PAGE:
Archive for Tuesday, February 16, 2010

Kansas Senate takes up bill to ban texting while driving

February 16, 2010, 11:37 a.m. Updated February 17, 2010, 12:00 a.m.


— A proposal to prevent dozens of fatalities on Kansas’ roads by strengthening the seat belt law won the approval Tuesday of the state Senate, and a separate measure to ban texting while driving cleared one of its committees.

The seat belt bill, which passed 26-14, would require any adult in a vehicle to buckle up and doubles the fine they would face for violating the law to $60, starting June 30. Senators’ approval sent the measure to the House, which has been skeptical of such proposals in the past.

Kansas’ current seat belt law applies to adults only when they are in a vehicle’s front seat, and a police officer must stop a vehicle for another reason, such a speeding, before ticketing someone for not wearing a seat belt. The bill would permit officers to stop a vehicle only for a seat belt violation.

“It’s about safety,” said Senate Transportation Committee Chairman Dwayne Umbarger, a Thayer Republican.

Meanwhile, the Senate Judiciary Committee endorsed a bill that would make it a traffic infraction to text while driving, which could lead to a fine. A second offense could lead to a six-month jail sentence.

The anti-texting bill covers pagers, cell phones, laptop computers, personal digital assistants and text messaging devices. The proposed ban has exceptions for checking the weather or traffic updates or for making an emergency call to report criminal activity or a traffic hazard.

Gov. Mark Parkinson’s office estimates that the seat belt bill would save an estimated 25 lives a year in Kansas. No estimates were available for the potential effect of a ban on texting while driving.

Nineteen other states have banned texting for all drivers, according to the Governors Highway Safety Association. The same group says 30 states have “primary” seat belt laws, allowing law enforcement officers to stop a vehicle if someone hasn’t buckled up.

During the Judiciary Committee’s discussion, Sen. Mary Pilcher-Cook, a Shawnee Republican, questioned whether a texting ban can be effectively enforced. Opponents of the seat belt bill argued that it represents a greater level of intrusion into people’s daily lives — which many Kansans resent.

“It’s just another whittling away of a little bit of our freedom,” said Sen. Ty Masterson, an Andover Republican, who voted against it.

Such sentiments have kept a tougher seat belt law from winning House approval in past years. House Transportation Committee Chairman Gary Hayzlett, a Lakin Republican, opposes changing the current law.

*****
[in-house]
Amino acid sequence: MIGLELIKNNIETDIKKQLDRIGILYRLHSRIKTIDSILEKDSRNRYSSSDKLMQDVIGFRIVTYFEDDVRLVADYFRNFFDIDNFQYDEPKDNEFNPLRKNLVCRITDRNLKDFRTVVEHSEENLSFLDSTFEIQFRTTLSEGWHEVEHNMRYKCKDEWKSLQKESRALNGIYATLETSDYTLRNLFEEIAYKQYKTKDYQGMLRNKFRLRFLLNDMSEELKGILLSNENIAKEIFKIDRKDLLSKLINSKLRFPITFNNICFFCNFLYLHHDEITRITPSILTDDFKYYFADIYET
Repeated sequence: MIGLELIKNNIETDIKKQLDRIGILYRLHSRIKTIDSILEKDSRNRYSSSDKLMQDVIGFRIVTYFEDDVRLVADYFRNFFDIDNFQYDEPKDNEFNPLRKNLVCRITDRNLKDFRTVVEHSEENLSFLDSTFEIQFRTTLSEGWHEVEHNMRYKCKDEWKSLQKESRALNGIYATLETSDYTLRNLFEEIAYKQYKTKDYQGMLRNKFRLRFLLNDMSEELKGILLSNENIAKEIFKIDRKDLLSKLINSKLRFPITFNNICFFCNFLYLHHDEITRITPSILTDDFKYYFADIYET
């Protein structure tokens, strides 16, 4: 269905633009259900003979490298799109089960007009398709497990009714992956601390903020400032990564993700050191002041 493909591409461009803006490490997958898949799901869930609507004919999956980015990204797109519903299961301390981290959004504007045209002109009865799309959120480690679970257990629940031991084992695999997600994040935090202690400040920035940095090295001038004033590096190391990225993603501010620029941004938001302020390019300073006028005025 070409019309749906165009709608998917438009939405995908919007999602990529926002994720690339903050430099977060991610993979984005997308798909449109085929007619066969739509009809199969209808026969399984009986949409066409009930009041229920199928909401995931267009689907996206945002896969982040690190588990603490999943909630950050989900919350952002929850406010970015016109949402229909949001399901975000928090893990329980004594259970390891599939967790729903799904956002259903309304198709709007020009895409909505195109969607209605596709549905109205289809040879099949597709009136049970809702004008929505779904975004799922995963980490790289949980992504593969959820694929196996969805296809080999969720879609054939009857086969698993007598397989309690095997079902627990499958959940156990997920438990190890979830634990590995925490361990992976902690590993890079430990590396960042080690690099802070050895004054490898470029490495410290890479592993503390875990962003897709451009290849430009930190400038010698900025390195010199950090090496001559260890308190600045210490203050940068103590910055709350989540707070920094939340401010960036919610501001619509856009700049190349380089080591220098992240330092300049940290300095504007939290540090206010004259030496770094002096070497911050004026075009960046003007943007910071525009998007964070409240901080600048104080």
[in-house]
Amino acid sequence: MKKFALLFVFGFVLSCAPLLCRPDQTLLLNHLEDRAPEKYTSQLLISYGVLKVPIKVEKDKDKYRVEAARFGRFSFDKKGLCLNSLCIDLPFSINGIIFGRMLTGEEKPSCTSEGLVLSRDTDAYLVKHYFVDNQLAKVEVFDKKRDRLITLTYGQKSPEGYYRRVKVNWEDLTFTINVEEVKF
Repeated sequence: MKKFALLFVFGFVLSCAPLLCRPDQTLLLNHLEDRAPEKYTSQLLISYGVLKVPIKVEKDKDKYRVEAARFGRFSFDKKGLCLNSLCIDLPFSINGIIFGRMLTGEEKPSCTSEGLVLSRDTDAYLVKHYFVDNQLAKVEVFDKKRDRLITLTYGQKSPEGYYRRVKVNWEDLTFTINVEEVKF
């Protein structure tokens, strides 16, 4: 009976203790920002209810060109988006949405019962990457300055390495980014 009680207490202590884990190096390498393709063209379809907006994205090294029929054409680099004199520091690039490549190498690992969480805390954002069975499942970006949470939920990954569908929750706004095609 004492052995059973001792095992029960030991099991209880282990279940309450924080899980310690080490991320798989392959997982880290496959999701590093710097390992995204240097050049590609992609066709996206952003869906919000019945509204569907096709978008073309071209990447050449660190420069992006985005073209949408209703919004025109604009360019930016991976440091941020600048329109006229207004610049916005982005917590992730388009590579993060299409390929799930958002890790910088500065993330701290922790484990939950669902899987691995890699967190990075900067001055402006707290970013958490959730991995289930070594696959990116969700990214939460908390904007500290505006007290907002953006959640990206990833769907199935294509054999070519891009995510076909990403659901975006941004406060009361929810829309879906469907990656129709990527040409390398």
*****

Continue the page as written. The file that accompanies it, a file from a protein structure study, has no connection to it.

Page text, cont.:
“It doesn’t have the support in the House that it has in the Senate, but you never know — from year to year, things change,” Hayzlett said.

Kansas law requires any adult riding in the front seat and child passengers aged 8 years through 14 to wear seat belts. Most younger children are required to ride in special booster seats.

In recent years, the federal government has promised Kansas extra highway dollars if it strengthens its seat belt law. The Department of Transportation expects to receive an additional $11 million this year if the bill passes.

But Umbarger said the extra money would be only “frosting on the cake,” not the main reason for passing the bill.

Parkinson, who supports strengthening the law, said there was a bigger incentive in avoiding traffic deaths and the costs associated with property damage, health care costs and lost productivity from accidents.

“If we can save lives and lower costs, it makes sense that we should take action,” he said in a statement.


stephenj 8 years, 4 months ago

This is complete bs. What a waste of time on an unenforceable law.... Let's start doing things that matter and stop worrrying about novelty lighters, K2, texting, evolution, sex after twelve, etc.

somedude20 8 years, 4 months ago

novelty lighters- banned k2- almost banned

leaving the scene of an accident/hit and run (with a fatality) due to the driver being drunk only to get a slap on the wrist instead of tougher laws because the Kansas Legislature was wasting its time with stupid hillbilly laws- priceless

Stuart Evans 8 years, 4 months ago

so this makes it sounds like the bill is for texting, but then it goes on to give examples of when it will be ok to make a call. does this mean that all use of a personal device will be illegal? what about MP3 players? what if our mp3 player is in our phone? what about the yahoos fiddling with their GPS? between the cops watching for seatbelts and people with their hands in their laps, doesn't seem like they will have much time to solve real crimes.

But above all.. this is a stupid waste of time. The laws are very clear already about inattentive driving. and that's what texting and driving is.

Zachary Stoltenberg 8 years, 4 months ago

This bill doesn't go far enough. They need to require hands free devices for all drivers using phones. And it's already illegal to listen to your MP3 Player unless it's playing through your radio (seen quite a few idiots on k10 with earbuds in) I drive that stretch every day, and at least twice a week see someone I suspect is drunk, until I pass them and see them texting. I have also been involved in an accident where the driver who hit me was texting. (proved when the officer looked at her phone and compared it to the time I made the call to the dispatcher. It's a step in the right direction, it IS enforcable, but it won't completely solve the problem.